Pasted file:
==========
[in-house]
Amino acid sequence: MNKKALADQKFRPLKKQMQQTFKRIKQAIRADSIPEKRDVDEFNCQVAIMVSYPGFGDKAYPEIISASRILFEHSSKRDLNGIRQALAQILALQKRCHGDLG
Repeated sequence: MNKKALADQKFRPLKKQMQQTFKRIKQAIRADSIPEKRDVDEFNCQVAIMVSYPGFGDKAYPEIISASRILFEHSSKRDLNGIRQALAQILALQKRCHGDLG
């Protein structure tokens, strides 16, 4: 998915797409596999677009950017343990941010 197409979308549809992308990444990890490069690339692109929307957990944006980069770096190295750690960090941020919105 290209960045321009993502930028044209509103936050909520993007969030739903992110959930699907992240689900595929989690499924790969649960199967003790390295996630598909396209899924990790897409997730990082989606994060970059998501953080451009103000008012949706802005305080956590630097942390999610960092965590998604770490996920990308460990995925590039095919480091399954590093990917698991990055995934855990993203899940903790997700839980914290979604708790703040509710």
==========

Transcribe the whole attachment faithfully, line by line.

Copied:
[in-house]
Amino acid sequence: MNKKALADQKFRPLKKQMQQTFKRIKQAIRADSIPEKRDVDEFNCQVAIMVSYPGFGDKAYPEIISASRILFEHSSKRDLNGIRQALAQILALQKRCHGDLG
Repeated sequence: MNKKALADQKFRPLKKQMQQTFKRIKQAIRADSIPEKRDVDEFNCQVAIMVSYPGFGDKAYPEIISASRILFEHSSKRDLNGIRQALAQILALQKRCHGDLG
């Protein structure tokens, strides 16, 4: 998915797409596999677009950017343990941010 197409979308549809992308990444990890490069690339692109929307957990944006980069770096190295750690960090941020919105 290209960045321009993502930028044209509103936050909520993007969030739903992110959930699907992240689900595929989690499924790969649960199967003790390295996630598909396209899924990790897409997730990082989606994060970059998501953080451009103000008012949706802005305080956590630097942390999610960092965590998604770490996920990308460990995925590039095919480091399954590093990917698991990055995934855990993203899940903790997700839980914290979604708790703040509710």